The failure to withhold inappropriate behavior is a central component of most impulse control disorders, including Attention Deficit Hyperactivity Disorder (ADHD). The present study examined the effects of housing environment and methylphenidate (a drug often prescribed for ADHD) on the performance of rats in two response inhibition tasks: differential reinforcement of low rate (DRL) and fixed minimum interval (FMI). Both tasks required rats to wait a fixed amount of time (6 s) before emitting a reinforced response. The capacity to withhold the target response (volitional inhibition) and timing precision were estimated on the basis of performance in each of the tasks. Paradoxically, rats housed in a mildly enriched environment that included a conspecific displayed less volitional inhibition in both tasks compared to rats housed in an isolated environment. Enriched housing, however, increased timing precision. Acute administration of methylphenidate partially reversed the effects of enriched housing. Implications of these results in the assessment and treatment of ADHD-related impulsivity are discussed.

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Agent

Created

Date Created
  • 2011

Severe traumatic brain injury induces cortical remodeling in the pediatric inhibitory network

Description

Pediatric traumatic brain injury (TBI) is a leading cause of death and disability in children. When TBI occurs in children it often results in severe cognitive and behavioral deficits.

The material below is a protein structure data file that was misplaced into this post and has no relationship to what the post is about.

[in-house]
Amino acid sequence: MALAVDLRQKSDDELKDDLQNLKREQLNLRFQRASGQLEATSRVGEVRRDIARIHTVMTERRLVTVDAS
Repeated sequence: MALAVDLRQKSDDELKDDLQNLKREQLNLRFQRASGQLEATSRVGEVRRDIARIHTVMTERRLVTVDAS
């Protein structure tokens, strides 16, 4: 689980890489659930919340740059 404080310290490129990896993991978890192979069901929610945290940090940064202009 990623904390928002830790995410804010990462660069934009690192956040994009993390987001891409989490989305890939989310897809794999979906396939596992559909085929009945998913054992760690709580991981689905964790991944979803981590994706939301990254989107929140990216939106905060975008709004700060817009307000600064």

Pediatric traumatic brain injury (TBI) is a leading cause of death and disability in children. When TBI occurs in children it often results in severe cognitive and behavioral deficits. Post-injury, the pediatric brain may be sensitive to the effects of TBI while undergoing a number of age-dependent physiological and neurobiological changes. Due to the nature of the developing cortex, it is important to understand how a pediatric brain recovers from a severe TBI (sTBI) compared to an adult. Investigating major cortical and cellular changes after sTBI in a pediatric model can elucidate why pediatrics go on to suffer more neurological damage than an adult after head trauma. To model pediatric sTBI, I use controlled cortical impact (CCI) in juvenile mice (P22). First, I show that by 14 days after injury, animals begin to show recurrent, non-injury induced, electrographic seizures. Also, using whole-cell patch clamp, layer V pyramidal neurons in the peri-injury area show no changes except single-cell excitatory and inhibitory synaptic bursts. These results demonstrate that CCI induces epileptiform activity and distinct synaptic bursting within 14 days of injury without altering the intrinsic properties of layer V pyramidal neurons. Second, I characterized changes to the cortical inhibitory network and how fast-spiking (FS) interneurons in the peri-injury region function after CCI. I found that there is no loss of interneurons in the injury zone, but a 70% loss of parvalbumin immunoreactivity (PV-IR). FS neurons received less inhibitory input and greater excitatory input. Finally, I show that the cortical interneuron network is also affected in the contralateral motor cortex. The contralateral motor cortex shows a loss of interneurons and loss of PV-IR. Contralateral FS neurons in the motor cortex synaptically showed greater excitatory input and less inhibitory input 14 days after injury. In summary, this work demonstrates that by 14 days after injury, the pediatric cortex develops epileptiform activity likely due to cortical inhibitory network dysfunction. These findings provide novel insight into how pediatric cortical networks function in the injured brain and suggest potential circuit level mechanisms that may contribute to neurological disorders as a result of TBI.